How To Repair a Leaking Skylight: Diagnosis & Repair

home skylight showing blue sky

Into everyone’s life, some rain must fall…but what if it’s falling into your hallway, dining room, or bathroom? Skylights are a great source of natural lighting and letting in a little fresh air, but what happens when it leaks? With winter right around the corner, it’s not just rain you need to worry about. Sleet, ice, and snow are common sources for this headache.

When these windows leak, it’s usually because of poor installation techniques, including improper flashing and sealing. Sometimes you notice it right away, but other times it can take quite a while before the leak is apparent. Remember that, unless you built the window into your roof during construction, skylights rely on cutting holes into your roof.

How to Repair Leaking Skylights

Before you panic, take a closer look at your skylights. Is it actually a leak, or has condensation built up inside the window, like a car’s windshield on a cold day? Many skylights have a tray to catch condensate moisture, but it’s possible for this to overflow. If this doesn’t seem to be the problem, it’s time to take a look at the window’s installation.

Carefully get up on the roof if you’re able to do so safely, and have a trusted partner with you. Check the skylight, looking for:

  • Damages to the roof itself
  • Previous repairs that are now failing
  • Open seams
  • Flashing fails such as gaps, cracks, and pinholes
  • Signs that the window seams are failing, such as torn or worn seals

If it’s unclear where the leak is originating, you can pour water from a bucket or hose over the skylight and have someone inside see where the leak seems to be. Remember that water travels, however, and sometimes for quite some distance from the original leak source.

Let’s look at a few ways you can tackle a leaking skylight.

Clear Debris

Debris that has built up along the window can trap moisture, so make sure the roof is free of leaves, moss, and branches.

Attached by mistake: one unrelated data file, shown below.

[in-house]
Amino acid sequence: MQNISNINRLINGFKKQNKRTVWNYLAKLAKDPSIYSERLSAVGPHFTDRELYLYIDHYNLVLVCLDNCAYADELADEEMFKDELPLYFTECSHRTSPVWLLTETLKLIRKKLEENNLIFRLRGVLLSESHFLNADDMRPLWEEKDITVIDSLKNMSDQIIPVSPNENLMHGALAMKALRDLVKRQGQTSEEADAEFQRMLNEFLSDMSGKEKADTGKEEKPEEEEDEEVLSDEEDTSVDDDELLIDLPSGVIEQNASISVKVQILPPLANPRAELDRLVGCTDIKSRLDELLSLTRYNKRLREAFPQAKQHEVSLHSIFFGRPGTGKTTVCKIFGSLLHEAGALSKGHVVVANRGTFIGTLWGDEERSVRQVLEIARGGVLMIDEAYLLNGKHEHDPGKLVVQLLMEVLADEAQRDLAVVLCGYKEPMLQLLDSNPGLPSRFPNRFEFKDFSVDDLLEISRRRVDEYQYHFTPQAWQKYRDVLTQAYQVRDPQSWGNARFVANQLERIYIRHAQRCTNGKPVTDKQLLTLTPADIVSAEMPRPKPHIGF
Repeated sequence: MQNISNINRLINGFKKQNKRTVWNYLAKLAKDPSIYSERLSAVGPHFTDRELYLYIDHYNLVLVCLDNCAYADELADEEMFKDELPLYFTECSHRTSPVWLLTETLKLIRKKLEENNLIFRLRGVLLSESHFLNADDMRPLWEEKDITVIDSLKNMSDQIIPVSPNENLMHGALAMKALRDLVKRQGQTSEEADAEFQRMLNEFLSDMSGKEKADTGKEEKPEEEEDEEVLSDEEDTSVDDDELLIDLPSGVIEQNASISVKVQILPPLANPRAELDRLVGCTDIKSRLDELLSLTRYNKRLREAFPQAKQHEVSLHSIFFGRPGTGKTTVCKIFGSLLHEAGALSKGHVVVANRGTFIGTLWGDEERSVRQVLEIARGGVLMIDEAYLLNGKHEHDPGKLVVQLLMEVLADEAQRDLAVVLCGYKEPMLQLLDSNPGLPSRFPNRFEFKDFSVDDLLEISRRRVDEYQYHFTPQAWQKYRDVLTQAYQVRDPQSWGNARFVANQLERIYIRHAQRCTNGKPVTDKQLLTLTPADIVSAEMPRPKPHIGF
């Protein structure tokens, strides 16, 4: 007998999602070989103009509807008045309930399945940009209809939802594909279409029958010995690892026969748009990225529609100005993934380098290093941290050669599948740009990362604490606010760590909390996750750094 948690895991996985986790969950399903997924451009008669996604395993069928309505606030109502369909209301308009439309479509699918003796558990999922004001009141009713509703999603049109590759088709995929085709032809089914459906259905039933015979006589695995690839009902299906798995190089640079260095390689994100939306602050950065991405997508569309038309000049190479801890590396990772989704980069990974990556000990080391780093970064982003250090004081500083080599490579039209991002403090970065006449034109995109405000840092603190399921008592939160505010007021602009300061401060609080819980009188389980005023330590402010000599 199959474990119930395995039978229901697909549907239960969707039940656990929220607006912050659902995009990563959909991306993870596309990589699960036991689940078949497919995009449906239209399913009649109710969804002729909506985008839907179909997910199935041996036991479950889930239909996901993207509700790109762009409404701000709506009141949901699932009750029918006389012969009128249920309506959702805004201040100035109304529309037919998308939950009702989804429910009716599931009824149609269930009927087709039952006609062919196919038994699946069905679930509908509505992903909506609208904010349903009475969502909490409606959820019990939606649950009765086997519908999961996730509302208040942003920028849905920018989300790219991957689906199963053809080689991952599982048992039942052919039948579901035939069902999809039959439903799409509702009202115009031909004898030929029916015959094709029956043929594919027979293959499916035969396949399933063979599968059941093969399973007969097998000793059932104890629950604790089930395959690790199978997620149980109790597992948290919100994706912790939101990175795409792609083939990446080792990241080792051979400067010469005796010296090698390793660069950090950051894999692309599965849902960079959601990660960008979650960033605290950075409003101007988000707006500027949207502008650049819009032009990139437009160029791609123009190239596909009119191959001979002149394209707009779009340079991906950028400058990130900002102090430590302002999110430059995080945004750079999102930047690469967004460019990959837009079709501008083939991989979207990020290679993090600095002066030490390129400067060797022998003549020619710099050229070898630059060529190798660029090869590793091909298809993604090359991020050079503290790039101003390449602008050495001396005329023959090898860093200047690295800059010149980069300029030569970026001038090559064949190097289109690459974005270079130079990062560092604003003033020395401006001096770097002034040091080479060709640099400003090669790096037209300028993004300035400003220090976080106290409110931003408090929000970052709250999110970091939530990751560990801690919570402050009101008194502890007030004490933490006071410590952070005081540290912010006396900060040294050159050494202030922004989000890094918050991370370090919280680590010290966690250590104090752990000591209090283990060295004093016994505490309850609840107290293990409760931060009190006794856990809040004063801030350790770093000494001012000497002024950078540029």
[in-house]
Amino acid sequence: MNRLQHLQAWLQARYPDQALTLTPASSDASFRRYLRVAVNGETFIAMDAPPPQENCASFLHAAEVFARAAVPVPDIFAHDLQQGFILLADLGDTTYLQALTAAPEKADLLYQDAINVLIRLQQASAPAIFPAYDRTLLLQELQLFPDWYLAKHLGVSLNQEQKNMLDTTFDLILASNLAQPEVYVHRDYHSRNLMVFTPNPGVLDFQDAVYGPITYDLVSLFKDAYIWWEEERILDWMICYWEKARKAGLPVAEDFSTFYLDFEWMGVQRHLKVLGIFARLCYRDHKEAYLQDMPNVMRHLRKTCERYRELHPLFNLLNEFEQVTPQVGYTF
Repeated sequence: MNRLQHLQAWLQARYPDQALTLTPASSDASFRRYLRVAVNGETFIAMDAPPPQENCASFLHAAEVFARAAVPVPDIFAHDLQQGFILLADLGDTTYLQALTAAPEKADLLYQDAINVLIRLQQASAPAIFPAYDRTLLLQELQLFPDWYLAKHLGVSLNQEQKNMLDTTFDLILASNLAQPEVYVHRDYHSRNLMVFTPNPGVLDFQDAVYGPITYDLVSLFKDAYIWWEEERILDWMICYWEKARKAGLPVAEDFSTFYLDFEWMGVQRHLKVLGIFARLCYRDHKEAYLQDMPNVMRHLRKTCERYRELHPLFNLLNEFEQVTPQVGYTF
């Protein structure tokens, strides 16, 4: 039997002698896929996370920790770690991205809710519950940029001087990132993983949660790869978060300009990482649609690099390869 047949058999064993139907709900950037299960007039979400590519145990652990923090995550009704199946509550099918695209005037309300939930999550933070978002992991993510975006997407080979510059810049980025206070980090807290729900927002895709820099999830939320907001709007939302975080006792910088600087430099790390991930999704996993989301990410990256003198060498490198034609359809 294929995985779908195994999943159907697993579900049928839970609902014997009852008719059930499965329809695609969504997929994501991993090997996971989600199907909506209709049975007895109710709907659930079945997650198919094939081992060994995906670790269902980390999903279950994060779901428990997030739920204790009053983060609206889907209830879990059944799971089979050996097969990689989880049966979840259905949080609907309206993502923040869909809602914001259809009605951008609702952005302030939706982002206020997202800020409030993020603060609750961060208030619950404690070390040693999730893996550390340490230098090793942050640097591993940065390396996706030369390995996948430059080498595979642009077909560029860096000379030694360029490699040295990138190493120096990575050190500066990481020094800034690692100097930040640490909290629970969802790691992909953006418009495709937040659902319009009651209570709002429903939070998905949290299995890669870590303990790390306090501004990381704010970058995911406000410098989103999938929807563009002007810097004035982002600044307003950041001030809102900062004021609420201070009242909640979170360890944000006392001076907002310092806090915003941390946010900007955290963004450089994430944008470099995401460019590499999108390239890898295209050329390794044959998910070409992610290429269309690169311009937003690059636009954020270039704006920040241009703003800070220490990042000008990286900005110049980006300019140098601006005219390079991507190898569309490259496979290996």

Cement Roof Flashing

Cement roof flashing will help repair the damaged existing flashing around the skylight. Follow the manufacturer’s directions for proper application.

Spray Foam

This is always worth a try, but again, may only be a temporary fix. Spray foam expands and hardens, making the skylight more leak resistant. Apply it at the base of the window from the outside, and add a bead inside around the window for good measure.

Replace Missing or Damaged Shingles

If the skylight’s surrounding shingles are missing or damaged, the gaps around it will increase and allow water to come in. If this is the case, you can replace the surrounding shingles and the flashing, but again, this is only a temporary fix. Missing shingles can also mean damages to the roof’s structure as well, and you may need to have that section replaced and the window reseated.

Check for Interior Issues

If you can’t locate the source of the leaking, there’s a possibility that there’s a problem with the drywall around the skylight. If this wasn’t properly insulated when the window was installed, it could be letting water in. Expose the area behind the drywall, and use your expanding spray foam in this area. 

Call the Skylight Pros

Unfortunately, the fixes we mention above are only temporary and in time, you’ll have the same problems you have now. Ultimately, a professional needs to come and look at the skylight’s installation and recommend permanent repairs. These can be difficult even for the best roofing contractors. In certain situations a complete uninstall and reinstall of the window may be necessary.

Contact us now so we can keep the winter moisture outside your skylight, where it belongs.